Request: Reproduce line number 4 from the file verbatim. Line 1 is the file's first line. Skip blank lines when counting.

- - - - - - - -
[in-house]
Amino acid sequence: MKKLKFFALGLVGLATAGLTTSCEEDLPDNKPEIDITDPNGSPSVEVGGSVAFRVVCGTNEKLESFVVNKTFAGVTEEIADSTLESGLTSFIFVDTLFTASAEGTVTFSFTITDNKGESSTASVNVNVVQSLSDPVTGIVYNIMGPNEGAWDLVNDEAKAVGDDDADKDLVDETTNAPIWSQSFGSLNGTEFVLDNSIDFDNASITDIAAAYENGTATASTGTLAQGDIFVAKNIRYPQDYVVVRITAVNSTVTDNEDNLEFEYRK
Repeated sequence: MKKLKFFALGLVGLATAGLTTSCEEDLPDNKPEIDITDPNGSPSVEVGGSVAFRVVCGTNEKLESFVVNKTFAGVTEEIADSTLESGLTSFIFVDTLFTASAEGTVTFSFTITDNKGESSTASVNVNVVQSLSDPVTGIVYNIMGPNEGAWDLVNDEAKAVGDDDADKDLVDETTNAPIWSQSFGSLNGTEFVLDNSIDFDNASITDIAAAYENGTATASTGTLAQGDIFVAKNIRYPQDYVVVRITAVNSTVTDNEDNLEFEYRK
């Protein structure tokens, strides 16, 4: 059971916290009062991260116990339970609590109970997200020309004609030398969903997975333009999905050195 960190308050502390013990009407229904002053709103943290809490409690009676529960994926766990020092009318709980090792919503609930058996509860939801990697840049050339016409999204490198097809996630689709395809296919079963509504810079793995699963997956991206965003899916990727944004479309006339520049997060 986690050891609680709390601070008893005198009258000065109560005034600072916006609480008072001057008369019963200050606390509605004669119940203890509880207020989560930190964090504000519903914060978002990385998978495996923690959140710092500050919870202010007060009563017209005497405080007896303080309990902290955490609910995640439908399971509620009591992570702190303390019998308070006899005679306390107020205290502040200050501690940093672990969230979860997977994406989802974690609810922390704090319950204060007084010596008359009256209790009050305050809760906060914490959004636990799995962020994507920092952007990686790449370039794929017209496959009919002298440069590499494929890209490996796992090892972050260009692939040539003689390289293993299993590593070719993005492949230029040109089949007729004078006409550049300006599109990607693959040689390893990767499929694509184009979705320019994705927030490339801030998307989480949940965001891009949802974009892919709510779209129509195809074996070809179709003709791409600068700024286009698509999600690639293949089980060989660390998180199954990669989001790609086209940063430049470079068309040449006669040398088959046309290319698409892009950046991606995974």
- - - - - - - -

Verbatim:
């Protein structure tokens, strides 16, 4: 059971916290009062991260116990339970609590109970997200020309004609030398969903997975333009999905050195 960190308050502390013990009407229904002053709103943290809490409690009676529960994926766990020092009318709980090792919503609930058996509860939801990697840049050339016409999204490198097809996630689709395809296919079963509504810079793995699963997956991206965003899916990727944004479309006339520049997060 986690050891609680709390601070008893005198009258000065109560005034600072916006609480008072001057008369019963200050606390509605004669119940203890509880207020989560930190964090504000519903914060978002990385998978495996923690959140710092500050919870202010007060009563017209005497405080007896303080309990902290955490609910995640439908399971509620009591992570702190303390019998308070006899005679306390107020205290502040200050501690940093672990969230979860997977994406989802974690609810922390704090319950204060007084010596008359009256209790009050305050809760906060914490959004636990799995962020994507920092952007990686790449370039794929017209496959009919002298440069590499494929890209490996796992090892972050260009692939040539003689390289293993299993590593070719993005492949230029040109089949007729004078006409550049300006599109990607693959040689390893990767499929694509184009979705320019994705927030490339801030998307989480949940965001891009949802974009892919709510779209129509195809074996070809179709003709791409600068700024286009698509999600690639293949089980060989660390998180199954990669989001790609086209940063430049470079068309040449006669040398088959046309290319698409892009950046991606995974």